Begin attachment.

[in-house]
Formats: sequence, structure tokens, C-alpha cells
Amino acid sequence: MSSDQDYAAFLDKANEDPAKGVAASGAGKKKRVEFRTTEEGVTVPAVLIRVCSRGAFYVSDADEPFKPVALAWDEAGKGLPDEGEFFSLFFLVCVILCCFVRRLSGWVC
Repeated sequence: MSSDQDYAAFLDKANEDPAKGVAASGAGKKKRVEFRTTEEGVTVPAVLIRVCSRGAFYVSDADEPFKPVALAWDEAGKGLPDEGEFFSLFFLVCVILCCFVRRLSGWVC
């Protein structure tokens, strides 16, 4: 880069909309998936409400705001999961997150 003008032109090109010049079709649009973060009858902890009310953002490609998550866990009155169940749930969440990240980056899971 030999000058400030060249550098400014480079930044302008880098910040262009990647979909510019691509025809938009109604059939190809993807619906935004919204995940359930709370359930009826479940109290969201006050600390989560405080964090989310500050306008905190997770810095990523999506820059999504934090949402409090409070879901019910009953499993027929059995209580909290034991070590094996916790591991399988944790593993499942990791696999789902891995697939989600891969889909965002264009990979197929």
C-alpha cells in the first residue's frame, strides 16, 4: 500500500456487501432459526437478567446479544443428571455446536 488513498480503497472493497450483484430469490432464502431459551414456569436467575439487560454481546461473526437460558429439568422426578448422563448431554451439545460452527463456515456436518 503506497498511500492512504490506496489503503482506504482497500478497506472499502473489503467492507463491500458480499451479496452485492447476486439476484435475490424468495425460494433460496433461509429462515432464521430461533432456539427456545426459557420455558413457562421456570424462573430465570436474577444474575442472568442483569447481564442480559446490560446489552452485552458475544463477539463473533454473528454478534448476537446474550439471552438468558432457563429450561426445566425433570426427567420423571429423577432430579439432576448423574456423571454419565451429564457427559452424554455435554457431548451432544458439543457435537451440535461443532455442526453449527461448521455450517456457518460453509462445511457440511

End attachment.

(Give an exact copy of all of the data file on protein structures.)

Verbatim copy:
[in-house]
Formats: sequence, structure tokens, C-alpha cells
Amino acid sequence: MSSDQDYAAFLDKANEDPAKGVAASGAGKKKRVEFRTTEEGVTVPAVLIRVCSRGAFYVSDADEPFKPVALAWDEAGKGLPDEGEFFSLFFLVCVILCCFVRRLSGWVC
Repeated sequence: MSSDQDYAAFLDKANEDPAKGVAASGAGKKKRVEFRTTEEGVTVPAVLIRVCSRGAFYVSDADEPFKPVALAWDEAGKGLPDEGEFFSLFFLVCVILCCFVRRLSGWVC
């Protein structure tokens, strides 16, 4: 880069909309998936409400705001999961997150 003008032109090109010049079709649009973060009858902890009310953002490609998550866990009155169940749930969440990240980056899971 030999000058400030060249550098400014480079930044302008880098910040262009990647979909510019691509025809938009109604059939190809993807619906935004919204995940359930709370359930009826479940109290969201006050600390989560405080964090989310500050306008905190997770810095990523999506820059999504934090949402409090409070879901019910009953499993027929059995209580909290034991070590094996916790591991399988944790593993499942990791696999789902891995697939989600891969889909965002264009990979197929």
C-alpha cells in the first residue's frame, strides 16, 4: 500500500456487501432459526437478567446479544443428571455446536 488513498480503497472493497450483484430469490432464502431459551414456569436467575439487560454481546461473526437460558429439568422426578448422563448431554451439545460452527463456515456436518 503506497498511500492512504490506496489503503482506504482497500478497506472499502473489503467492507463491500458480499451479496452485492447476486439476484435475490424468495425460494433460496433461509429462515432464521430461533432456539427456545426459557420455558413457562421456570424462573430465570436474577444474575442472568442483569447481564442480559446490560446489552452485552458475544463477539463473533454473528454478534448476537446474550439471552438468558432457563429450561426445566425433570426427567420423571429423577432430579439432576448423574456423571454419565451429564457427559452424554455435554457431548451432544458439543457435537451440535461443532455442526453449527461448521455450517456457518460453509462445511457440511